Physical activity was modelled for men and women and by age using metabolic equivalent of tasks (MET), a measuring system based on how much energy the metabolism "burns off" during a specific physical activity. It was assumed that:
Using previous research, the authors incorporated existing estimates of how much physical activity reduces the risk of developing various chronic diseases, such as cardiovascular disease and cancer, and the relative risk of dying from any cause.
The researchers also took the potential harms from road traffic injuries into account. This was estimated using two different methods:
The researchers also estimated the effect of air pollution PM2.5 (particles with a diameter of ≤2.5 micrometres), which was calculated by looking at the exposure rate along the most likely route for each cycle trip, taking factors such as measured pollution, road position and ventilation rates into account.
Between April 2011 and March 2012, 578,607 unique cycle hire users made a total of 7.4 million cycle hire trips with 2.1 million hours of use. This makes up 12% of the estimated 61.2 million cycle trips made that year in the cycle hire zone, and 10% of the estimated 20.8 million hours of cycling duration.
Around three-quarters of these 7.4 million cycle hire trips were made by men (71%) and by people in the 15 to 44 age bracket (78%). Fewer than 2.5% of cycle trips were made by those over the age of 60. Compared with the figures for cycling in London in general, there were fewer fatalities and injuries on cycle hire bicycles than would be expected.
After taking all injuries involving the hire bikes into account, this study found an overall positive health benefit from use of the bike hire scheme:
When the rate of cycle hire injury was assumed to be equivalent to the background rates of all cycling injuries in central London, the benefits were still positive for men but they were smaller (only a reduction of 49 DALYs, 95% confidence interval [CI] 17 to 88 reduction).
However, the benefit was no longer significant for women. As the researchers say, this sex difference largely reflects the fact that observed road collisions involving women have had a higher fatality rate.
Because of the higher observed injury rates among younger people (15 to 29 years), the benefits in terms of DALYs were greater for older people, even though they didn't use the bikes as much.
Looking at air pollution, PM2.5 was lower on all routes by road than the reported levels on the London Underground at the time. The benefit from the avoided exposure to PM2.5 on the Underground balanced out the harms from increased inhalation of pollutants because of the higher ventilation rates associated with cycling.
The researchers conclude that, "London's bicycle sharing system has positive health impacts overall, but these benefits are clearer for men than for women and for older users than for younger users. The potential benefits of cycling may not currently apply to all groups in all settings."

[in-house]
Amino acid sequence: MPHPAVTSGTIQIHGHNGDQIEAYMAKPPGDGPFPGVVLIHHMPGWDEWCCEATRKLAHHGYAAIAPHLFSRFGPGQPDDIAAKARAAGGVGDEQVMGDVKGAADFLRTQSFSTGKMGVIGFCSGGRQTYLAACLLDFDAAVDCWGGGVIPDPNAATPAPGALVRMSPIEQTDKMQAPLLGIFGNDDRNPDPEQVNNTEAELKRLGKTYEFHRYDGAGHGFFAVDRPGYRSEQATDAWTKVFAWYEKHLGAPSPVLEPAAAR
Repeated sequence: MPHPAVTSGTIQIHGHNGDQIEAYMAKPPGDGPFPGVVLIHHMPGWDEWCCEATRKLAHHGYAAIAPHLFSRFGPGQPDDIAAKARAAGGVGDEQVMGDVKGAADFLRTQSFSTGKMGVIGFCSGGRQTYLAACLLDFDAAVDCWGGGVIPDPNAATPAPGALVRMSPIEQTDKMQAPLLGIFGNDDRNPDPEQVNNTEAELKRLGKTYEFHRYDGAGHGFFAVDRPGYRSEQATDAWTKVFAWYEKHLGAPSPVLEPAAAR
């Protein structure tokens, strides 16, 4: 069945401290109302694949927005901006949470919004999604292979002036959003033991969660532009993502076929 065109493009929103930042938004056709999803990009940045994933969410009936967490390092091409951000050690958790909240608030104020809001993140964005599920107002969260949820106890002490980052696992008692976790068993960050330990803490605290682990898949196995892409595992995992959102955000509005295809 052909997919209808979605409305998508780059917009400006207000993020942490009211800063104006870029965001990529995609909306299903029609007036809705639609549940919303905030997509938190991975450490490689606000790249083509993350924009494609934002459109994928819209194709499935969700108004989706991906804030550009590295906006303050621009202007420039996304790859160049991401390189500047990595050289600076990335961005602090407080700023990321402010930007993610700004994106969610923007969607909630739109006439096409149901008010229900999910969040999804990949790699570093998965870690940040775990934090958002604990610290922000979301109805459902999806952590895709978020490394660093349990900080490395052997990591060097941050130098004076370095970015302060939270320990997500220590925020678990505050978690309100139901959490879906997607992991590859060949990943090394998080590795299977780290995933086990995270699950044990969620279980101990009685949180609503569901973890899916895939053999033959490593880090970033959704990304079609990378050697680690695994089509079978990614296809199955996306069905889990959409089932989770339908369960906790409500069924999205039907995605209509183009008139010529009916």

This modelling study estimated that, on the whole, the health benefits of the bike hire scheme in London outweighed the harms from cycle-related injuries and deaths, as well as pollution. The benefits were smaller for women than men, as well as for younger groups, suggesting that the risk reward on the roads might not be same for everyone.
The researchers found that around three-quarters of cycle hire trips were taken by men, and mostly in the age group of 15 to 44 years. The estimated benefit was greater for men than for women, although this may be because men used the bikes more than women in this period. Despite this, there has been a higher rate of cycling fatalities involving women, particularly in incidents with large goods vehicles (LGVs).
Similarly, the benefit was observed to be greater for older people, although this should be interpreted in the correct context. This was because of the higher rate of injuries involving younger people and only 2.5% of all cycle hire trips were made by people over 60.
Despite the possible belief that cycling in London exposes you to pollution, pollution levels were actually higher on the London Underground, which people may have travelled on if they weren't cycling.
The study's strengths include its use of reliable bike usage data and that it took recorded cycle accident rates and recorded pollution levels into account.
However, it is important to bear in mind that the expected health benefits were only estimates. That said, the estimates of bike usage and accidents are likely to be fairly reliable. But there are other areas where the estimates may not be so accurate, particularly the researchers' estimates of cyclists' baseline physical activity levels and their general activity levels. The researchers had no information on this, so this is one area where there could be considerable inaccuracy.
The expected reduction in the risk of chronic diseases and mortality with increased physical activity are only estimates from previous research studies. Researchers also may not have been able to capture all possible health effects. Similarly, using generalised pollution estimates may not be a reliable way of assessing individual exposure to pollution, which could vary around the average considerably, influencing the risk reward profile of each cyclist.
Despite these limitations, the results of this study suggest that the benefits of cycling strongly outweigh the potential risks. Cycling arguably offers a combination of three significant benefits: it is far cheaper than running a car, it is convenient, with no hanging around at bus stops or tube stations, and it helps keep you healthy. Read more about the benefits of cycling.